What does the Cross Symbolize?

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The cross symbolizes man’s evil and God’s mercy.

Did Jesus want to die on the cross?  No.  He wanted there to be another way:  “Father, if you are willing, take this cup from me; yet not my will, but yours be done.”  (Luke 22:42).  He accepted the Father’s will, and died for our sins.

Did God want Jesus to die on the cross?  No.  He wanted another way.  (Luke 22:42).  God’s original plan was that man would not sin at all.  However, Adam and Eve disobeyed him and broke his law.  He permitted sin in the garden, and at the cross.

If we had not killed the sinless Son of God, then we might have shown that we did not need a savior.  But it was God’s will that events should follow the natural course of our fallen nature, so that our true evil nature would be fully displayed.  Our rebellion in the garden reached its full fruition when we nailed God to a tree.

Some people believe that there is some good in some men that allow them to merit God’s favor.  But they forget that we are all related by blood, that like Cain we are all descendants from the first man, that we all share the same family tree.  In “Adam all die.”  (1 Corinthians 15:22).

You build tombs for the prophets and decorate the graves of the righteous.  And you say, “If we had lived in the days of our forefathers, we would not have taken part with them in shedding the blood of the prophets.”  So you testify against yourselves that you are the descendants of those who murdered the prophets…  You snakes!  You brood of vipers!  How will you escape being condemned to hell?  [Matthew 23:29-33].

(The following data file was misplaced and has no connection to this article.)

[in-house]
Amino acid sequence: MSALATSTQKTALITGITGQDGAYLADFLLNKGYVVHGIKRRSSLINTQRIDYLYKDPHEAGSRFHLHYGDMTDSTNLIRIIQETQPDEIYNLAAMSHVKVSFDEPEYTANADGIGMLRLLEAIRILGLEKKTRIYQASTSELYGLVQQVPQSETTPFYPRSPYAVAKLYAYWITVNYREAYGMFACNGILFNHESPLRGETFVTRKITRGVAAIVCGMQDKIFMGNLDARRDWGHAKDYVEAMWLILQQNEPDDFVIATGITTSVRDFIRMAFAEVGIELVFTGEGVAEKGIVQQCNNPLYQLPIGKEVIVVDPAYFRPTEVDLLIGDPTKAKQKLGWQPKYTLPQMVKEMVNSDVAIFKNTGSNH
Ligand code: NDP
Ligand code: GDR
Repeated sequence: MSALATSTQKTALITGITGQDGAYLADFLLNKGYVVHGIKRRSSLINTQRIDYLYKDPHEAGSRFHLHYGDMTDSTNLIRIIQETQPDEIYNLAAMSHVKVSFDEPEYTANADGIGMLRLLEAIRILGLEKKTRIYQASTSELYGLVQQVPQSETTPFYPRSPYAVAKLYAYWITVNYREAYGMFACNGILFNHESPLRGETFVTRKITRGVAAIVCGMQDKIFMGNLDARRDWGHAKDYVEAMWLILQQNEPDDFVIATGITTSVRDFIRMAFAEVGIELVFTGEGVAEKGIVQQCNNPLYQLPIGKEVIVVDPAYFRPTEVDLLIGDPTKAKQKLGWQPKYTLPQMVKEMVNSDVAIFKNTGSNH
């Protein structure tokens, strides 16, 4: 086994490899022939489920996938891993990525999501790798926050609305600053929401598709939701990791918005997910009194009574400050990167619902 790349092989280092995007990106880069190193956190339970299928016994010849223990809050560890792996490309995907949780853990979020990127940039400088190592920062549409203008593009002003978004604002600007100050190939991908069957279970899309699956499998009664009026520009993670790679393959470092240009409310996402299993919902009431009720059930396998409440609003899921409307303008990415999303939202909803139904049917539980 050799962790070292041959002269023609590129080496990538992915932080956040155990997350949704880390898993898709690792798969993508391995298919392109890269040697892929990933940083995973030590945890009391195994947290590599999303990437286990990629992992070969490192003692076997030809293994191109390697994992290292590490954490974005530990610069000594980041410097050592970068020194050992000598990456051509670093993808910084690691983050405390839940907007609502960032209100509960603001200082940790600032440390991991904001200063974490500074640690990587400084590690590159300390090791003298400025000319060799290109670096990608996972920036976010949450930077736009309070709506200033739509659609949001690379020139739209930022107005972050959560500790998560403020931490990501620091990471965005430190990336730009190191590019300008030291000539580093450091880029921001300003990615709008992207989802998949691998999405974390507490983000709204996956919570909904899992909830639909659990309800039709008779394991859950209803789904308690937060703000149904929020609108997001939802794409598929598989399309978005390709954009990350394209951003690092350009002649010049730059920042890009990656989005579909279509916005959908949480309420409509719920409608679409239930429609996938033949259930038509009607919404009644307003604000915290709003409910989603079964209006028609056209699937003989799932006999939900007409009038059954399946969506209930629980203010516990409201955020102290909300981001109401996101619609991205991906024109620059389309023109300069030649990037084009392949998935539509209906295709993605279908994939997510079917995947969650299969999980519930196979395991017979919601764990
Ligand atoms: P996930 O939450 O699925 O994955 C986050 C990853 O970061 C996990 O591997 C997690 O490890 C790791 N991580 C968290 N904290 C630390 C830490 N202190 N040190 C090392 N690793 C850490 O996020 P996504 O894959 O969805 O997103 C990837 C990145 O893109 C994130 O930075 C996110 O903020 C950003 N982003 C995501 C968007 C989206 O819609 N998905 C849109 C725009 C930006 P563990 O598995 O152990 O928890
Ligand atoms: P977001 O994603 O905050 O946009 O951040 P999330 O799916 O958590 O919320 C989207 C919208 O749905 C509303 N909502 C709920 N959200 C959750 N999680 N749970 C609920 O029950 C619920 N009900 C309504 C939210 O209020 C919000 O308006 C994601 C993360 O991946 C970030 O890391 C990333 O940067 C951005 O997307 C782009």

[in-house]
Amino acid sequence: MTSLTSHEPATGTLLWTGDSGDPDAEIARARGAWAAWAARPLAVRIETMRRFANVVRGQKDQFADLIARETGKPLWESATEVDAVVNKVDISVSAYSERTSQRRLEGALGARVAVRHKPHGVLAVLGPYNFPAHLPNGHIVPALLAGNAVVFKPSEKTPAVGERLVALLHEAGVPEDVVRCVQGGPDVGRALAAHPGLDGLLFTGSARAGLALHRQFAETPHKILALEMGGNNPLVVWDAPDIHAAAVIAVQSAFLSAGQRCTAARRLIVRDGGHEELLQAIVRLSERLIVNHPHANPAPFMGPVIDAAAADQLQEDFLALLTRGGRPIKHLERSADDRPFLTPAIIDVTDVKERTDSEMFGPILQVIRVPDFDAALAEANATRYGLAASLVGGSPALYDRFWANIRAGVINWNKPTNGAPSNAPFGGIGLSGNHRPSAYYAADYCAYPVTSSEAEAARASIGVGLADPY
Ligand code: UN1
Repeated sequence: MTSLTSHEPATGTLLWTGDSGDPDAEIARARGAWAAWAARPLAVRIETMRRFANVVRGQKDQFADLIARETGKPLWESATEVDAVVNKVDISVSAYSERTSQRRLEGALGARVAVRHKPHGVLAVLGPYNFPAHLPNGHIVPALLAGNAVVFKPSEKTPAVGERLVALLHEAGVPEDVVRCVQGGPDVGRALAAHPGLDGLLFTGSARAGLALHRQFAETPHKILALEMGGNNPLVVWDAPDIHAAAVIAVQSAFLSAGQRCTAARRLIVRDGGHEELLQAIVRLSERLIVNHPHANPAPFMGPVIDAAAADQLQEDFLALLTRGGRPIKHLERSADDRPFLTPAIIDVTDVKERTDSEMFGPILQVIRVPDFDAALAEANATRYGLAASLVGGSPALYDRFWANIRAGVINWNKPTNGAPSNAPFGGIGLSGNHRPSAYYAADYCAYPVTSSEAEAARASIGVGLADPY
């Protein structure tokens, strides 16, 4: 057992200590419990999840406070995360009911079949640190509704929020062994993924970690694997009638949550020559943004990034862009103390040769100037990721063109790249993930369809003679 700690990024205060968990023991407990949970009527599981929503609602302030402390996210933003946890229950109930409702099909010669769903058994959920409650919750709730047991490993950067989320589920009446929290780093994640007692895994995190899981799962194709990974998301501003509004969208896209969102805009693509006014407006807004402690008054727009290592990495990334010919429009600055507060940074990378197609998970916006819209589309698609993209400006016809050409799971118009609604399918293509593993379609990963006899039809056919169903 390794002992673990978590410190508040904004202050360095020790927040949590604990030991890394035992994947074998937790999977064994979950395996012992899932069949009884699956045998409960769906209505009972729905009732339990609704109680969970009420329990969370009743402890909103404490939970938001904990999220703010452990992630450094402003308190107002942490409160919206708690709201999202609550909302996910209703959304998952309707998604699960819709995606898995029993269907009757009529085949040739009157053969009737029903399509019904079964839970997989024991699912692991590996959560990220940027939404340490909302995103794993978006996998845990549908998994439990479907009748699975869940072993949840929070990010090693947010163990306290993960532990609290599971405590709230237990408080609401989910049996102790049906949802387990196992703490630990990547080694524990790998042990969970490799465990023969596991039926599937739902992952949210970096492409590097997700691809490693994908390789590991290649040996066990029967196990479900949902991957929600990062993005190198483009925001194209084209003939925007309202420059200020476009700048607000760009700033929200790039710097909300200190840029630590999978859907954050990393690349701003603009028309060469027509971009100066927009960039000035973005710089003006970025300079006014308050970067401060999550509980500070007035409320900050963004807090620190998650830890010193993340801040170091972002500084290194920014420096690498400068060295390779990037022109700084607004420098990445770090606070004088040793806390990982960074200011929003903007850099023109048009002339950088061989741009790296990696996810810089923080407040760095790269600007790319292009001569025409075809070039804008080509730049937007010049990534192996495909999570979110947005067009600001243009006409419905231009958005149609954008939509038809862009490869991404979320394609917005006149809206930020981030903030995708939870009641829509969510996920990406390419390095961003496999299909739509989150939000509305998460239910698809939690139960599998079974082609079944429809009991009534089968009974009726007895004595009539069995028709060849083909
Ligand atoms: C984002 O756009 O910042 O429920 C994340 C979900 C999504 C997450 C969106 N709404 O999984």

The cross is a symbol of our evil.  God did not invent the cross, we did.  God did not nail his Son to the tree, we did.  Yet through it, Christ overcame sin, death, and the devil.

Now, through faith we become brothers with Christ sharing both his blood and his triumph.  “Then Jesus said to them, ‘Do not be afraid.  Go and tell my brothers … they will see me.”  (Matthew 28:10).  “For as in Adam all die, so in Christ all will be made alive.”  (1 Corinthians 15:22).

The cross says much about us, but it says more about God.



This article was first published in my church’s 2001 May newsletter.  The picture is of the sun glinting off of the large metal cross on the steeple.

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